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Excess supply to keep global shipping in choppy waters

Overcapacity will continue to dog the shipping industry despite an expected turnaround in the world economy, the world's largest ship owners' association said.

The spectre of overcapacity will continue to dog the global shipping industry this year, despite an expected turnaround in the world economy, the world's largest ship owners' association Bimco said.

In its Reflections 2013, published last week, Bimco noted: "While there is some optimism that the worst of the global downturn is now behind us, a perceptive economic analysis outlines the challenges facing the main shipping sectors on account of the excessive supply of ships."

The upside for consumers could be cheaper goods as overcapacity continues to mean cheaper shipping rates. The cost of fuel in Japan will be lower because it costs less to ship oil from the Arabian Gulf to Asia; the cost of televisions will be cheaper because the cost of moving containers full of electronic components from Asia to Europe will drop.

While it is good news that the world economy is recovering, the over-tonnage is seriously bad news for the shipping companies responsible for moving more than 90 per cent of the world's trade.

"Shipping is a key facilitator of world trade and the performance of this essential sector is completely interdependent with those of the global economy," said the analysis.

"Against the background of a world economy struggling out of the financial crisis, positive global growth of both GDP at 3.6 per cent and world trade at 4.5 per cent encourages Bimco to suggest that 2013 will be the turning point in macroeconomic terms.But while such a scenario might normally offer comfort to ship operators, all the main shipping sectors continue to labour under a substantial overhang of tonnage of ships ordered in more optimistic times."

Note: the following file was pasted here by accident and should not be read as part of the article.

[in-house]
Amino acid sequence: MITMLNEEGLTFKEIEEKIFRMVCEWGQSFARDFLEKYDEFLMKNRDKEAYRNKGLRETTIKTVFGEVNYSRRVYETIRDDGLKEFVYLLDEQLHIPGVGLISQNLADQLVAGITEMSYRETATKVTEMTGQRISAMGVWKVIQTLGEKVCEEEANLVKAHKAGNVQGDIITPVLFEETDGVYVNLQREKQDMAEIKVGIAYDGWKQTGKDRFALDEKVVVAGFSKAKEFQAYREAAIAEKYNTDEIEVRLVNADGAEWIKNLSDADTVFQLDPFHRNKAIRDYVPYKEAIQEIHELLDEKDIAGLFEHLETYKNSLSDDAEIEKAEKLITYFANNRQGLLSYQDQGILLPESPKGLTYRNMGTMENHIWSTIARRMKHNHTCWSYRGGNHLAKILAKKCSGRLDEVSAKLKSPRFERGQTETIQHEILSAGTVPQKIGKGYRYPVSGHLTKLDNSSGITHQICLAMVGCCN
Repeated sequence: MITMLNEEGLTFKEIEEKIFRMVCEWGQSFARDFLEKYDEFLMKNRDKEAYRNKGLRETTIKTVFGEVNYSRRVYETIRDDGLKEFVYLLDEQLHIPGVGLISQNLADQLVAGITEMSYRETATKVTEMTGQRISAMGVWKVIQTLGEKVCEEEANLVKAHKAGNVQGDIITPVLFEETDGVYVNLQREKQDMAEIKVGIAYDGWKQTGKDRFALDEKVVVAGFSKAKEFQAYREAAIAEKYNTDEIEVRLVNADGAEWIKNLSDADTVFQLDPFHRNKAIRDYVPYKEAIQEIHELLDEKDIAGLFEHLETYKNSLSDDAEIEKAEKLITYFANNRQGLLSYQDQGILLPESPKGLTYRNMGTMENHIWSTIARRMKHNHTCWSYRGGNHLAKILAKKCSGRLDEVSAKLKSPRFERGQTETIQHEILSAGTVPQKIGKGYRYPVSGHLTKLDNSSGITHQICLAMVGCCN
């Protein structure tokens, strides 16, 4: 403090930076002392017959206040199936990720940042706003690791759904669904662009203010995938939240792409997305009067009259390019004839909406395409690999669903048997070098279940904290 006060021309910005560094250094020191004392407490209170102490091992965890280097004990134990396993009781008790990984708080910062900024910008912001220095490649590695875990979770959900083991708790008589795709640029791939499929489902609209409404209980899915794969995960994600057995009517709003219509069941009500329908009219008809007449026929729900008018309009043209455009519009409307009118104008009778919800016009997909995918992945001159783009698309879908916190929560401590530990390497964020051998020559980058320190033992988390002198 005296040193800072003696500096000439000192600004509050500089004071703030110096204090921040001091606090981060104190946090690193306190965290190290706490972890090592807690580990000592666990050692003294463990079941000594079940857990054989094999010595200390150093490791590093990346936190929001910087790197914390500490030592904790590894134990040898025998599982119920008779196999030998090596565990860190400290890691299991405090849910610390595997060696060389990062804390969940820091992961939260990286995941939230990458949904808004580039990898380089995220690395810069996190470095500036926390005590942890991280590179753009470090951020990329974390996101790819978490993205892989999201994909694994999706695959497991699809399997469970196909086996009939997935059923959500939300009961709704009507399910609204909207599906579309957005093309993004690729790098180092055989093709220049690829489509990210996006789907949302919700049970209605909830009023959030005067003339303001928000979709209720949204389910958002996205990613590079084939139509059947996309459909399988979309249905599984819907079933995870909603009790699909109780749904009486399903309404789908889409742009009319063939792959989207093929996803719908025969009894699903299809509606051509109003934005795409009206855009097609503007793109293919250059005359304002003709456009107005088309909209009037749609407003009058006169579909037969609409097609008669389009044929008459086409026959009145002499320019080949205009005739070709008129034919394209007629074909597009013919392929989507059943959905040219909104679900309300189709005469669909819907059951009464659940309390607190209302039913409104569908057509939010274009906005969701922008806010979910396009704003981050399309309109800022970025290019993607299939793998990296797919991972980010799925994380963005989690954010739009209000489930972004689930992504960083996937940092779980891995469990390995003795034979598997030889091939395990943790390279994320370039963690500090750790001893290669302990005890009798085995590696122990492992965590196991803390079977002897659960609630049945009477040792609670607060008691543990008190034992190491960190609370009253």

Last week, the Baltic Dry Index, the global measure of commodity shipping costs, rose for the first time since November, lifted by a temporary rise in the export of iron ore and coal from Australia.

The index climbed 0.3 per cent to 700, the first gain since November 28. The index last year averaged the lowest since 1986 because of an oversupply of ships and slowing global demand for commodities.

Despite the rise, the rates ships can earn per day hauling cargo continues below operating expenses, minus fuel, according to Moore Stephens, an accounting and advising company in shipping.

Yet the new orders for ships is continuing unabated. In the final week of last year the shipbuilding industry recorded 23 new orders, according to Fearnleys Weekly report.

BP Shipping of the United Kingdom has placed an order for 21 new tankers at STX Jinhae Shipyard for a reported total price of US$110 million (Dh404m). Delivery of the vessels will start in 2015.

STX has also secured a contract to build two more liquid petroleum gas (LPG) carriers from Ultranav of Chile with delivery planned for 2014.

"Despite slow steaming, lay-ups and the recycling of redundant vessels, it is suggested that any balance between supply and demand will not be swiftly achieved. And while highly efficient eco-ships might appear attractive, they too add to the totality of a remarkably young world fleet," concluded Bimco.


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